The U.S. Green Building Council awarded Monona Terrace gold status for Leadership in Energy and Environmental Design, moving up from silver status and showing the facility’s commitment to sustainability.

After LEED named the terrace the first convention center to receive silver status in 2007, the facility has been working toward gold status for the last year, Mike Waters, building maintenance supervisor for the terrace, said.

To improve the facility’s sustainability status, the terrace had to improve various measurements, including energy usage, waste output and the facility’s carbon footprint, Waters said.

Monona Terrace was designed by Frank Lloyd Wright, who emphasized merging nature with development in his designs, Fran Puleo, spokesperson for the terrace, said.

“Frank Lloyd Wright was the original sustainability guy,” Puleo said. “We like to think of his legacy when we are putting our energy toward sustainable practices.”

The emphasis on environmental awareness in the facility also draws in environmentally conscious conferences and conventions, which represent an estimated $16.7 million in economic impact to the Madison area, according to a city statement.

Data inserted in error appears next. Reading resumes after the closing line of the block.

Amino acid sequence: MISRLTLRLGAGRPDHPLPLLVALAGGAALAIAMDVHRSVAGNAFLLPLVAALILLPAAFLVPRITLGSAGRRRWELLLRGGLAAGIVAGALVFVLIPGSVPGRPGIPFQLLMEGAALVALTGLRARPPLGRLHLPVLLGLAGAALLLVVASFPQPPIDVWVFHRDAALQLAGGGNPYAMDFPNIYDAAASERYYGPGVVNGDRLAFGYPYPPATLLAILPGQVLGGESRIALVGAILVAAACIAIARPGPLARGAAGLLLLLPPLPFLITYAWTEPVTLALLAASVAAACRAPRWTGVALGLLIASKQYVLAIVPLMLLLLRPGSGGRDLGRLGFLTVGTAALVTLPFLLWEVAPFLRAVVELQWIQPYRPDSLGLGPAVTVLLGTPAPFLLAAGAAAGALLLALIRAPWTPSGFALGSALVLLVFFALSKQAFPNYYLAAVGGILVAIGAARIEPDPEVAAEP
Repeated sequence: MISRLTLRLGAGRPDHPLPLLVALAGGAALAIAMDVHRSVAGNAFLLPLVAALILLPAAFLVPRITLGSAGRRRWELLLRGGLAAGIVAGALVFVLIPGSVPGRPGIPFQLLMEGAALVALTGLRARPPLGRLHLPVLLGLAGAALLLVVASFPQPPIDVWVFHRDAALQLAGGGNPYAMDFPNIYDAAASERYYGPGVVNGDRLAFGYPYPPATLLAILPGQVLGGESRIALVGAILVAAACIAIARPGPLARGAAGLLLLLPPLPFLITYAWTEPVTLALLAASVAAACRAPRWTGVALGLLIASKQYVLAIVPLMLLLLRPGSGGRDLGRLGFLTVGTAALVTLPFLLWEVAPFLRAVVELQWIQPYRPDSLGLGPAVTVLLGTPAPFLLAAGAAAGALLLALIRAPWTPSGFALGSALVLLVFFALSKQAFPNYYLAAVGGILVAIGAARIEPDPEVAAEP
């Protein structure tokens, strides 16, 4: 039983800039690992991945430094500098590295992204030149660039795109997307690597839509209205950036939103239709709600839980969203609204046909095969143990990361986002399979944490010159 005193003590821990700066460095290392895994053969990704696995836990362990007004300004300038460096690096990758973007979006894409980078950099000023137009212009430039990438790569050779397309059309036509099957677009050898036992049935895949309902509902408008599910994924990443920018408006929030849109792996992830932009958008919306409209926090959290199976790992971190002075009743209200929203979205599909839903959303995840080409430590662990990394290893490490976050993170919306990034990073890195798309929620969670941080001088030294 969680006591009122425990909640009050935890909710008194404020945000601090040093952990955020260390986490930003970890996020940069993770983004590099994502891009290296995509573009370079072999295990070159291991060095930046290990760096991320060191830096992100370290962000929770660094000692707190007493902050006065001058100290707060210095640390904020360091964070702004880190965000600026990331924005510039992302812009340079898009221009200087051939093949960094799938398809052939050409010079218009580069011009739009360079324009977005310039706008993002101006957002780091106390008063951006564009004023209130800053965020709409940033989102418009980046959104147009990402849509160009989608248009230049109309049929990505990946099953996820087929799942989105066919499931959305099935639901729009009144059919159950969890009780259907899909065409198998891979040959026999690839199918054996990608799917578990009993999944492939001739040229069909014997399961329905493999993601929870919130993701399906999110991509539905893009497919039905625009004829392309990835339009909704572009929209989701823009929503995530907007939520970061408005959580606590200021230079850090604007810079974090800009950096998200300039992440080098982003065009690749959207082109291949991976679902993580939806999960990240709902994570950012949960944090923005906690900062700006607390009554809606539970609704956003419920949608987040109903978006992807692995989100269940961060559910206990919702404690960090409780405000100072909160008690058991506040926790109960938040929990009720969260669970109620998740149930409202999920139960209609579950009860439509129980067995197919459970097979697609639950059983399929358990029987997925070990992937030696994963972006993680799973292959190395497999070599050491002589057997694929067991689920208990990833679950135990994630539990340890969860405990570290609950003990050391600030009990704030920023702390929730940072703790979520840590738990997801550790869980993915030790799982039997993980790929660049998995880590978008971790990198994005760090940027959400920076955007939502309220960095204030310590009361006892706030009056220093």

Some of the facility’s notable accomplishments include an energy use rating 27 percent below similar facilities and water use reduced to 46 percent below the LEED certification standards, according to the statement. The facility also donates around 8,000 pounds of food to charity each year.

Madison has a large number of other facilities that are also LEED certified, Jeanne Hoffman, the city’s sustainability and facilities manager, said. One of the fire stations has even received platinum status, a step above gold, Hoffman said.

“Every time we do a major remodeling of a building or do new construction, we are very careful to make sure we are building a building that is energy efficient,” Hoffman said.

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Though Monona Terrace just raised its status, improvements are ongoing. At this point, many of the standard means of improving sustainability are already in place.

To continue improving the sustainability standards of the facility, the terrace staff will bring in engineers to help fine-tune the building, Waters said.

“All of the easy stuff has been looked over,” Waters said. “Now we need professionals to come help us find the smaller details that will give us even more sustainability.”